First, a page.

Business group DublinTown says footfall in Dublin city centre has collapsed as people work from home and exercise social distancing.
Footfall within the area declined by 80.3% during the week ended 29th March 2020. The downward trend in footfall accelerated as the week progressed.
Footfall was down by 71.2% on Monday 23rd March and by Sunday 29th, following the Taoiseach’s announcement of further restrictions, it was down by 90%.
DublinTown anticipates that footfall in the city centre area will be down by between 87 and 92% for the remainder of the current crisis.
Streets with grocery shops and pharmacies showed the highest levels of footfall. The decline on Talbot Street was 51% and on Moore Street it was 62%.
This information compares to a decline of 93% on South William Street and 87% on Grafton Street.
The decline on Henry / Mary Street, which hosts two shopping centres with grocery and pharmacy outlets, was 78%.
Speaking about the decline in the figures, and the current situation in the city, CEO of DublinTown, Richard Guiney, said: “DublinTown supports the principle of keeping employees on the books of their employer. Maintaining employment will clearly provide some reassurance for employees at this difficult and uncertain time, while it will also be crucial in enabling the economy to bounce back when the crisis has passed. It will be important for people to return to work as soon as it is safe to do so. It will also be important to ensure sufficient consumer confidence to facilitate the recommencement of consumer spending. This confidence will be greatly assisted where people remain in employment. The flow of cash through the economy will be vital in providing cashflow to sustain business and also to create tax revenue for the state which will have its own budgetary considerations. The COVID- 19 Wage Subsidy Scheme is an excellent way to maintain employees on the books.”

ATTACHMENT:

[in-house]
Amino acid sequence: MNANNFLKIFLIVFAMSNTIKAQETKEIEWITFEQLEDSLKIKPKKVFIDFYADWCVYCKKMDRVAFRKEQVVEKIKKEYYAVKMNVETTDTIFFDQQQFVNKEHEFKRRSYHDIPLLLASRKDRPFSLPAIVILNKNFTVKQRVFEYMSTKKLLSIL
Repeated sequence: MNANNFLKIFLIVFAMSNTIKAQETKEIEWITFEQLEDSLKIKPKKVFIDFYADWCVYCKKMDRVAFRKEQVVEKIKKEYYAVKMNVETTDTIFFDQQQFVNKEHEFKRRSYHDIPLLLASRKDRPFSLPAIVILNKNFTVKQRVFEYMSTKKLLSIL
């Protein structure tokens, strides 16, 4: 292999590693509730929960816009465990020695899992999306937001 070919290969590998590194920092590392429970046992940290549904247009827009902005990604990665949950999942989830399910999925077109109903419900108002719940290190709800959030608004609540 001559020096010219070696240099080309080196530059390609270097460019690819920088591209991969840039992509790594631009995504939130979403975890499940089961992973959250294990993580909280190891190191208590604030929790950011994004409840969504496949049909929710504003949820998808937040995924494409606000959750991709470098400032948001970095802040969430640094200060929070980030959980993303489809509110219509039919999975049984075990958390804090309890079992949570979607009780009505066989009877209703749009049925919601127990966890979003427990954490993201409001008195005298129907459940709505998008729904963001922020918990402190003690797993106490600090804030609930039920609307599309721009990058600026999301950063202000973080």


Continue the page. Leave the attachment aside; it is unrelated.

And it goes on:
Richard Guiney continued: “However, feedback provided to DublinTown is that many employers are nervous of the scheme. This nervousness centres on a declaration that they are unable to pay normal wages and normal outgoings, which Insolvency experts have noted is akin to a declaration of insolvency. The declaration should be amended so that employers declare that their turnover has reduced by 25% or more due to the COVID-19 crisis and without support they would be required to lay off staff or make them redundant. Similarly, within the guidance notes issued by Revenue, employers are advised to maintain correspondence with trade unions and banks, together with details of capital projects forgone due to their impacts of the crisis. Many small, family owned independent traders will simply not have such paperwork. The guidance notes should be amended to state that employers meet the essential nature of the scheme in terms of lost trade. Revenue have been forthcoming in providing assurance in private and in media interviews. It makes sense that guidance notes for employers would reflect these assurances and that more employers are encouraged to retain their employees on their books rather than letting them go. Some simple changes in wording could have a profound economic significance and help us all to bounce back more quickly when it is safe to do so.”